where we have used the relation . The time evolution of is shown by Fig. 4(b). The output field is a good confirmation for population trapping in upper states. Also, the time dependent output can be seen for the case . In the next step, we switch on both of the probe fields and investigate the results for different conditions. Figure 5(a) shows the population of the upper states. The solid and dashed curves display the result for and , respectively. The other parameters are , , and . These conditions are also considered for plot of in Fig. 5(b).
To derive the analytical expression in the presence of external applied fields, we can again use the new basis density matrix equations which can be rewritten as
As we are interested to study the steady-state result of the system, in Fig. 6(a) we show the versus probe field detuning in the steady-state condition. This behavior can be confirmed by analytical results, and solving equation set (14) in steady-state leads to
where . The maximum values of appear in . The vacuum induced trapping is clearly seen for these values of the field detunings.
In Fig. 6(b), we plot versus probe field detuning. This figure is another evidence of population trapping for . It is also obvious that a larger field output is achieved for the case in which the atom is trapped.
iii.3 High Field Regime
Having analyzed the vacuum and weak field regimes, we now study the high field regime, which requires a full numerical solution to the master equation (5), with the required number of cavity photon states. We are thus in the multi-phonon anharmonic cavity-QED regime.
We again consider the case of , and choose on- resonance pumping with , and . Under these conditions, we find that the WEA works well up for pump strengths up to . The WEA is defined here as using a maximum of cavity photon states in the numerical solution of (5).
In Figs. 8(a)-(b), we show the population dynamics of the two excited state levels (,) and the cavity photon number (), with and without the WEA, where we clearly start to see differences in the predicted populations. In particular, we find that the population damping has a longer decay with multiphoton processes, and in the long time limit. In addition, the long time mean cavity photon numbers are overestimated by around 40% within the WEA. For the multiphoton calculations, a basis of cavity photon states was found to be sufficient to ensure accurate numerical convergence. To help understand this WEA breakdown, and the longer decay dynamics of the multi-photon result, we compute the cavity-emitted spectrum:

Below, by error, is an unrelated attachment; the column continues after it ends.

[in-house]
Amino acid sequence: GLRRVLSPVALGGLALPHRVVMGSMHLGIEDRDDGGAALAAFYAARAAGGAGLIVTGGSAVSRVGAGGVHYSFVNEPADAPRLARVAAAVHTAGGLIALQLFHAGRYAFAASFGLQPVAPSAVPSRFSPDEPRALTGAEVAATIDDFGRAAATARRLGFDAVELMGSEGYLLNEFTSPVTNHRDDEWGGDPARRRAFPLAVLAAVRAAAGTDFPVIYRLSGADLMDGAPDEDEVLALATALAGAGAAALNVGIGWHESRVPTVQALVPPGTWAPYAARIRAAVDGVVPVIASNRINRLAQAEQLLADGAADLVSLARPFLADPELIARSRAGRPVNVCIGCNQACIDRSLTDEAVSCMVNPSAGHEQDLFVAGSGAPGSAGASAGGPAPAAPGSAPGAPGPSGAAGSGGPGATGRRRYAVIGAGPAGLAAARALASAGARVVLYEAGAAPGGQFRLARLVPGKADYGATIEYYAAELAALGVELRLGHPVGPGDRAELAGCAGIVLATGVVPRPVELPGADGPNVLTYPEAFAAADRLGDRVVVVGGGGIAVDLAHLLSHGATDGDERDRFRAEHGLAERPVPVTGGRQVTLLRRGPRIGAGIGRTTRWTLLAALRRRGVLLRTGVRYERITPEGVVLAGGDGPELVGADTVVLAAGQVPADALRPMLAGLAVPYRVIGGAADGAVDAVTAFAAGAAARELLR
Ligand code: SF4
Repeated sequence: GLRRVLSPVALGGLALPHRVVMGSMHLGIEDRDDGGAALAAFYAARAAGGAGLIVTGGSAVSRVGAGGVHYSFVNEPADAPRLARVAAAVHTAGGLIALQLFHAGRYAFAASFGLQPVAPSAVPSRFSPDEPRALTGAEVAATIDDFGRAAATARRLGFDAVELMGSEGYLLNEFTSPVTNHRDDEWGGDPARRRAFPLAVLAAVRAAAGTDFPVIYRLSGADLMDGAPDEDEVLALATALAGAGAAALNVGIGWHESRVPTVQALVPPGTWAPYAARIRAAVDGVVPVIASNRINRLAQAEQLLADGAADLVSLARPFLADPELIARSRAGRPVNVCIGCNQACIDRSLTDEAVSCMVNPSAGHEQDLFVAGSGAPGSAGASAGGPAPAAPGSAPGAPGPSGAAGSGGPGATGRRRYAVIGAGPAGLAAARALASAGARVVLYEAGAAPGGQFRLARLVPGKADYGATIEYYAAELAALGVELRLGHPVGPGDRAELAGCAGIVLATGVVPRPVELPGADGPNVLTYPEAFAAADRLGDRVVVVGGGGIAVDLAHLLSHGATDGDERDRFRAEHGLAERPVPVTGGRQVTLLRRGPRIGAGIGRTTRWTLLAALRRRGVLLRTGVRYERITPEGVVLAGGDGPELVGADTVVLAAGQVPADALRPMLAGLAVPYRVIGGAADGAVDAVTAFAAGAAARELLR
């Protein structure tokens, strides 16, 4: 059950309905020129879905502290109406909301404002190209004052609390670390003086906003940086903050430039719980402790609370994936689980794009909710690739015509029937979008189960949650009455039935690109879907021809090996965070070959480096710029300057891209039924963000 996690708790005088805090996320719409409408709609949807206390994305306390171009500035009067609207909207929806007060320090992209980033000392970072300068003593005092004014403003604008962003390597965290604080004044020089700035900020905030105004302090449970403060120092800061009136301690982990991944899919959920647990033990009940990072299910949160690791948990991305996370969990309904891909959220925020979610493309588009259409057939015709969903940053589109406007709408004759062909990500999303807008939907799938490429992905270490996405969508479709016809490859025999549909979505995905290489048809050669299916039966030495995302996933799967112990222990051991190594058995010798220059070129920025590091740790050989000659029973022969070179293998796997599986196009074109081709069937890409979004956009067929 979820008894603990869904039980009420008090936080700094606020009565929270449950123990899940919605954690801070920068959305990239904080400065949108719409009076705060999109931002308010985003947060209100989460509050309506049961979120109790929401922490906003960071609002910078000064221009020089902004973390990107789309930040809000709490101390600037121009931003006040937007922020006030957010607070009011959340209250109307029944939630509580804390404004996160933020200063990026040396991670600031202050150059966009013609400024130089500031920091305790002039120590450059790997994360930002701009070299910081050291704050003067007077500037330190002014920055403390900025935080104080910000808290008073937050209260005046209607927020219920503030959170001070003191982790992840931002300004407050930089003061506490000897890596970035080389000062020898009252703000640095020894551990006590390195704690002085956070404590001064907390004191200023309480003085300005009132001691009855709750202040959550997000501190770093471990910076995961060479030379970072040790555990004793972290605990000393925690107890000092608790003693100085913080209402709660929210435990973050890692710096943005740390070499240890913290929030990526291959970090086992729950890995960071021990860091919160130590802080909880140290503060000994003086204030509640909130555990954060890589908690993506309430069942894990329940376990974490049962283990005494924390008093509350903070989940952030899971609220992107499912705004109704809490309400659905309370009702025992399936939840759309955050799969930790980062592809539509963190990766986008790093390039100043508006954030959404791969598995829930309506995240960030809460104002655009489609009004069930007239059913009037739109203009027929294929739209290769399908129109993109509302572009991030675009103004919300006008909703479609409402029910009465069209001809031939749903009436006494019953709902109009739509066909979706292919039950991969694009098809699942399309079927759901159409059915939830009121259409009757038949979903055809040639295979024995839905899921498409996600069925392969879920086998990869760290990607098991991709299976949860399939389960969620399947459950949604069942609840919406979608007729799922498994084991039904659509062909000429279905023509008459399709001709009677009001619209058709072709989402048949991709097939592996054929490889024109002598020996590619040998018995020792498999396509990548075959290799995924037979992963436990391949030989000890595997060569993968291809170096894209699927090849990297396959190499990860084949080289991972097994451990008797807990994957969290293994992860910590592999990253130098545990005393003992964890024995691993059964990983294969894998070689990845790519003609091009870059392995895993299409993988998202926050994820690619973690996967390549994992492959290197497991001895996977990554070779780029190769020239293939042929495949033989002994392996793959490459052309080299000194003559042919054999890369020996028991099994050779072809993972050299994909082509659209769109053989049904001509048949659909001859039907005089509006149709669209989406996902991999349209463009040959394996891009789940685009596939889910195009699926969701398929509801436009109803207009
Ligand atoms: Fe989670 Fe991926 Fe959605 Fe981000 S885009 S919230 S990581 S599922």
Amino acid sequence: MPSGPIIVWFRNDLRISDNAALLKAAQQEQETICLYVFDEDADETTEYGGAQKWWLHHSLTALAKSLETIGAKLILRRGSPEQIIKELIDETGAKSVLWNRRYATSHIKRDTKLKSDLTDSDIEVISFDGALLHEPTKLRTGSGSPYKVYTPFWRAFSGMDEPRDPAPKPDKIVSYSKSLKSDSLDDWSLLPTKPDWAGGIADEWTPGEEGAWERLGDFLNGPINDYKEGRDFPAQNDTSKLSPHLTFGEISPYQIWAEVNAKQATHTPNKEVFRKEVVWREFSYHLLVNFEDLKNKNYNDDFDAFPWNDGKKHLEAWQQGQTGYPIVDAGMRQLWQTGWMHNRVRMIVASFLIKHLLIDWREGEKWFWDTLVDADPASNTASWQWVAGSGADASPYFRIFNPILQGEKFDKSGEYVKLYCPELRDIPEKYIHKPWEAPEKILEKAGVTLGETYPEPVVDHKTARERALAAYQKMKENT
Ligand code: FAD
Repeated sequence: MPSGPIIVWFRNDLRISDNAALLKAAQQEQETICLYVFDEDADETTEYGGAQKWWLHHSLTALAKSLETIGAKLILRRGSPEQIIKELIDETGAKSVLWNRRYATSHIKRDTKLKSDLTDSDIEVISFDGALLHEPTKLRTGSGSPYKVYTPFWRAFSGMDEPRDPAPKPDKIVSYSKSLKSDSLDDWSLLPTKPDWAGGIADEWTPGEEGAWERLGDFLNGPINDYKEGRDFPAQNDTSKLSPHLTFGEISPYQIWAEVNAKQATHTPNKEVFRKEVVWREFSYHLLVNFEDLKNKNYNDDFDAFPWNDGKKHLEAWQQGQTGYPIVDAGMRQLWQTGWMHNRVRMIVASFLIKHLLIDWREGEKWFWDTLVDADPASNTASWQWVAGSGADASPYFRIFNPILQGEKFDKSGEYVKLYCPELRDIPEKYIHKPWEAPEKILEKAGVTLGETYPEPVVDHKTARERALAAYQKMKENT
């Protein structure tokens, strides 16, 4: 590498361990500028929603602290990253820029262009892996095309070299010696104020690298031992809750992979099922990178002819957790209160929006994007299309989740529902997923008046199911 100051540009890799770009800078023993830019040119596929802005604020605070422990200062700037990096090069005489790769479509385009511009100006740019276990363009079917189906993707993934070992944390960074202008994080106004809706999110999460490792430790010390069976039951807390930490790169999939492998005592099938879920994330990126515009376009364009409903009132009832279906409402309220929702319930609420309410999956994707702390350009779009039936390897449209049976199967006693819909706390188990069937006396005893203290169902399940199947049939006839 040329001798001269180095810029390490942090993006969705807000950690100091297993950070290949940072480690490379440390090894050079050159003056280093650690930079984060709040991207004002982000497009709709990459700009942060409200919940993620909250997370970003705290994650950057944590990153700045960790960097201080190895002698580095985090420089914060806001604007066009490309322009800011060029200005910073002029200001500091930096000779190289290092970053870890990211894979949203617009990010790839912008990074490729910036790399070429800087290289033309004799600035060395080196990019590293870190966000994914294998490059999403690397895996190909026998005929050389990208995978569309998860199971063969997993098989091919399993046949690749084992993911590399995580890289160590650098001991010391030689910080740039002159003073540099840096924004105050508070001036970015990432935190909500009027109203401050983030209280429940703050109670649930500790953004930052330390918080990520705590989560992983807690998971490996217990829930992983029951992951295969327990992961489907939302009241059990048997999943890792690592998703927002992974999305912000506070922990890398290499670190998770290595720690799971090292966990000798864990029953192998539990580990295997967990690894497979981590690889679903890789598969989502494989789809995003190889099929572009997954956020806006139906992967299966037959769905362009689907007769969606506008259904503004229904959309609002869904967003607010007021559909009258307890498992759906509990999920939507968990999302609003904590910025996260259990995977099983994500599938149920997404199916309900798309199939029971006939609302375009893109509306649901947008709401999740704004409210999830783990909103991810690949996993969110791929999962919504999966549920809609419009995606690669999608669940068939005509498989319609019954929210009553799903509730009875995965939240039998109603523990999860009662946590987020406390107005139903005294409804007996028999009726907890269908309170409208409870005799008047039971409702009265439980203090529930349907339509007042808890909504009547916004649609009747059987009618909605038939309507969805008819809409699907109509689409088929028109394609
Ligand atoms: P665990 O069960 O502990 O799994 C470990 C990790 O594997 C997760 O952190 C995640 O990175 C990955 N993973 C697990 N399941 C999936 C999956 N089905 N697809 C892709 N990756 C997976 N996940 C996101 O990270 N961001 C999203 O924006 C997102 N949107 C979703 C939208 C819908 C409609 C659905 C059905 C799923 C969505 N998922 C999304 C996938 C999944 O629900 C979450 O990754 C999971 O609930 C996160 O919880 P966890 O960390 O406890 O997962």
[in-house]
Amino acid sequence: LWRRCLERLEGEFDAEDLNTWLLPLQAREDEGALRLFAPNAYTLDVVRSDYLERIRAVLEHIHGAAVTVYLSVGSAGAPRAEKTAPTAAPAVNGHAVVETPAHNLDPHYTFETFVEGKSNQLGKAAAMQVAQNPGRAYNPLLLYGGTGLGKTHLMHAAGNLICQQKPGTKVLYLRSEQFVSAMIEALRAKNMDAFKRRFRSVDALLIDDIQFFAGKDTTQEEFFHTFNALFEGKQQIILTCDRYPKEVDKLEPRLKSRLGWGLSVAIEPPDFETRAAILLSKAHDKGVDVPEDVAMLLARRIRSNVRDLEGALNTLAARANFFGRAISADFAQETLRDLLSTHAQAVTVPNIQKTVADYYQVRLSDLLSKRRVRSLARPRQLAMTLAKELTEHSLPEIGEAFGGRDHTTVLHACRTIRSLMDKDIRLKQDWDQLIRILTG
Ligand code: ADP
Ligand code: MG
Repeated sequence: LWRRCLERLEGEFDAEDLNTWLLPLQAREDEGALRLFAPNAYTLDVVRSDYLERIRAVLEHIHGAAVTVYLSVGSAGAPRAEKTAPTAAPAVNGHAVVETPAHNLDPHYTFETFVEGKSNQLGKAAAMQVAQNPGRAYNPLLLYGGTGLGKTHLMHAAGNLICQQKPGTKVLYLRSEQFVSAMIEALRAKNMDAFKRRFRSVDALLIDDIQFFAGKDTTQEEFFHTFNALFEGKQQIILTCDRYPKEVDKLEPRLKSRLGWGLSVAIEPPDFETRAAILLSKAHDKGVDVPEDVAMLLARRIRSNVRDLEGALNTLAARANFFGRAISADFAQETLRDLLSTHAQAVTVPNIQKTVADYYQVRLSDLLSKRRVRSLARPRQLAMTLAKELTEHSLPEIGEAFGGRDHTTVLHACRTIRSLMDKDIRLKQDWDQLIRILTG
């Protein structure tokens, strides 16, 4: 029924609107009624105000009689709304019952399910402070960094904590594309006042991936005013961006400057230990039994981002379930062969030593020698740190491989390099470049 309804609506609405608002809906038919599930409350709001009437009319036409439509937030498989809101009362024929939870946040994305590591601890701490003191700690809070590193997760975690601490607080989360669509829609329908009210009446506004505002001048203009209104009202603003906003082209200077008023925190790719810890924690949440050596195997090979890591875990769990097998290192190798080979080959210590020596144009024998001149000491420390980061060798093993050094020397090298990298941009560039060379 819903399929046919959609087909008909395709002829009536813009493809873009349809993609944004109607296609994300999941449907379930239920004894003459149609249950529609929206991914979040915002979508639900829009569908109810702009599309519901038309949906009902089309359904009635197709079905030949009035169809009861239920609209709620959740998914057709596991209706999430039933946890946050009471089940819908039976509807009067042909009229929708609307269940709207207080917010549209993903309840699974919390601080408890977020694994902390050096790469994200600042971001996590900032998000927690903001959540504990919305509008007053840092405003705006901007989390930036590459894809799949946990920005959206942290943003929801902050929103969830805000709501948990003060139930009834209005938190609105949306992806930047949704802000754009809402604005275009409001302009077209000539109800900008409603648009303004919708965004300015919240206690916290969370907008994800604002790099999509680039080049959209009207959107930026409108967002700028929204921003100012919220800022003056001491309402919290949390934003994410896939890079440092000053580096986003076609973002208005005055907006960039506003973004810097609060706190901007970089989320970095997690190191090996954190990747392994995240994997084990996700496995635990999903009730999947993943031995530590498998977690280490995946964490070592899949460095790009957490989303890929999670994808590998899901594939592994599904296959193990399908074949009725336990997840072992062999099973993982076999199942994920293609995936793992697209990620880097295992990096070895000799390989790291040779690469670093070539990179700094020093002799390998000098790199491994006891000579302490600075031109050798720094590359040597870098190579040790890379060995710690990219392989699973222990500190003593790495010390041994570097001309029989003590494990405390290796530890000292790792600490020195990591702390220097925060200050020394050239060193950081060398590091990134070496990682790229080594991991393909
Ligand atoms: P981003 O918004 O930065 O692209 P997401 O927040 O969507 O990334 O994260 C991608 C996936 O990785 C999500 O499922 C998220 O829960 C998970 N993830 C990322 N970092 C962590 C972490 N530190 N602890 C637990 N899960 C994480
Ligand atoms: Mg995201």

where we employ the quantum regression theorem to obtain the two-time correlation function. Figure 8 demonstrates that the WEA significantly overestimates the spectral width for the resonances, and obtains the incorrect oscillator strength of some of the dressed-state resonances. For the WEA displayed here, which uses three atom states and cavity states, the dressed-state eigenenergies with are , which are the quasienergies, separated from the next photon manifold by . In contrast, for the basis, then we have further demonstrating that the WEA fails in this high excitation regime.
For our final study, we look at an antisymmetric double pumping regime with . This excitation regime is motivated by recent work that, within the Born-Markov approximation for the weak coupling regime, demonstrated that such an excitation regime can possibly eliminate the radiative damping of field-driven coherent Rabi oscillations (28). It is thus of interest to see if such features also occur in the strong coupling regime of cavity-QED. To investigate this situation, for both weak and strong excitation, we again solve the full master equation (5). Using the same system parameters as in Fig. 8, we consider the two different pump strength of and , which are shown, respectively, in Fig. 9(a) and Fig. 9(b). In agreement with the results in (28), we find no damping of the coherent Rabi oscillations for either excitation regime and thus perfect Rabi oscillation of the population trapped states. In addition, the cavity photon coupling remains dark, with no cavity population appearing.
We have studied various VIC effects of an atom (or three-level system such as a quantum dot) located inside a cavity in the regime of cavity-QED. In our numerical results, we found that the population is trapped in the upper state. Using a new basis definition enables us to find analytical results that are useful to interpret the major physical mechanism of the population trapping. The quantum interference between two channels, which are coupled by cavity field, causes the trapping of the population in the upper states. Two weak probe fields, using a WEA, are applied to the system to demonstrate the VIC. We found that the results in the presence of only one external field depend on the time. By studying the external field intensity, the the population trapping is further confirmed. Moreover, the detuning of applied probe field was used as a controlling parameter. With suffiently syrong fields, we also showed that multi-photon states can cause longer decay of the coherent Rabi oscillations, in a regime where the WEA fails. Finally, we also that an antisymmetric pumping regime () can completely eliminate the decay of coherent Rabi oscillations in the cavity-QED regime, for both weak and strong excitation fields.
Acknowledgements.This work was funded by the Biophotonics initiative of Texas A&M University, and the Natural Sciences and Engineering Research Council of Canada.